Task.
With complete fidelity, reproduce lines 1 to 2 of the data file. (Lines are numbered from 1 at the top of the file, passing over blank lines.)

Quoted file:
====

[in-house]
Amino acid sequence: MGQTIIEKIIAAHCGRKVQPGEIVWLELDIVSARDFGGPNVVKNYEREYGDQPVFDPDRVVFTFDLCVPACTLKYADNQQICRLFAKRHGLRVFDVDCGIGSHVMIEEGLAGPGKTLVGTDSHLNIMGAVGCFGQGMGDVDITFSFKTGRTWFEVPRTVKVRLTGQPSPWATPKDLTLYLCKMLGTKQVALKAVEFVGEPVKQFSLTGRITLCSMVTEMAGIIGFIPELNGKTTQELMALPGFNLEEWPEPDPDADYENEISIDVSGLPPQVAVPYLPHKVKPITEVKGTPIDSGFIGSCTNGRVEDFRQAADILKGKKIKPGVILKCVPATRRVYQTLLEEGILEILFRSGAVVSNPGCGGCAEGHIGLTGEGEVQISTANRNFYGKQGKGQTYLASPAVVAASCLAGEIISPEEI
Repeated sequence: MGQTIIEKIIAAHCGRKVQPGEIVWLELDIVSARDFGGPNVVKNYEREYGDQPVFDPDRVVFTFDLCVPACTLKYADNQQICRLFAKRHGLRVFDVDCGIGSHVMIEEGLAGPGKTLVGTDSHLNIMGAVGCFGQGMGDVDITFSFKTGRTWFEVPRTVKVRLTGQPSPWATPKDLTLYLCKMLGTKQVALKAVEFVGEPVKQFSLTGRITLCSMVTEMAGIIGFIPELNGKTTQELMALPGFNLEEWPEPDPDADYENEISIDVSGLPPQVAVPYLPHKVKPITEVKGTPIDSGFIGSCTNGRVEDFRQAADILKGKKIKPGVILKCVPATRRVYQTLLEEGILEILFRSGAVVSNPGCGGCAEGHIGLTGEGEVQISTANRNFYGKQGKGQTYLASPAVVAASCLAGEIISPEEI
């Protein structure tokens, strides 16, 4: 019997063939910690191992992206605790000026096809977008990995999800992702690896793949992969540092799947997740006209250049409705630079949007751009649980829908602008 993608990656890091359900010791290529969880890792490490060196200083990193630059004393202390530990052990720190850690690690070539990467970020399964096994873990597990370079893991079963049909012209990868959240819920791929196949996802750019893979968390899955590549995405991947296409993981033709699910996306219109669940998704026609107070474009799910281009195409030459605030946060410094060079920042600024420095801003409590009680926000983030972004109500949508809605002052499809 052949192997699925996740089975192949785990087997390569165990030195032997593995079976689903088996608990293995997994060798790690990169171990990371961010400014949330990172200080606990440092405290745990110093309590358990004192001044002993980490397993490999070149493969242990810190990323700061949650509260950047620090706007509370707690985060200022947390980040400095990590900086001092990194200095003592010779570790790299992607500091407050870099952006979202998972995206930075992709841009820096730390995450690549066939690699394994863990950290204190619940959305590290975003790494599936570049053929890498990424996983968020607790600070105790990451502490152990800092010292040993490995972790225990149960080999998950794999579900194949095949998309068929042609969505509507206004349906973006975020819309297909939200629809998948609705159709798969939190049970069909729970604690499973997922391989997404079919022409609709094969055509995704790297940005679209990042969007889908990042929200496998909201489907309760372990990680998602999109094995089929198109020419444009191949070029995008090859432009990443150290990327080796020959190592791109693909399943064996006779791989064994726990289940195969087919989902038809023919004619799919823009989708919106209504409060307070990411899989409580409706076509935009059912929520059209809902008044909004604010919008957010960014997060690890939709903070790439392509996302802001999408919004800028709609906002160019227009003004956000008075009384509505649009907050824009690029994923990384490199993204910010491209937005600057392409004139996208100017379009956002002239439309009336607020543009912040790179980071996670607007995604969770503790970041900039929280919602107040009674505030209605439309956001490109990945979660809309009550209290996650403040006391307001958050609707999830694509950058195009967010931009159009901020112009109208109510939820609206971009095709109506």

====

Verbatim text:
[in-house]
Amino acid sequence: MGQTIIEKIIAAHCGRKVQPGEIVWLELDIVSARDFGGPNVVKNYEREYGDQPVFDPDRVVFTFDLCVPACTLKYADNQQICRLFAKRHGLRVFDVDCGIGSHVMIEEGLAGPGKTLVGTDSHLNIMGAVGCFGQGMGDVDITFSFKTGRTWFEVPRTVKVRLTGQPSPWATPKDLTLYLCKMLGTKQVALKAVEFVGEPVKQFSLTGRITLCSMVTEMAGIIGFIPELNGKTTQELMALPGFNLEEWPEPDPDADYENEISIDVSGLPPQVAVPYLPHKVKPITEVKGTPIDSGFIGSCTNGRVEDFRQAADILKGKKIKPGVILKCVPATRRVYQTLLEEGILEILFRSGAVVSNPGCGGCAEGHIGLTGEGEVQISTANRNFYGKQGKGQTYLASPAVVAASCLAGEIISPEEI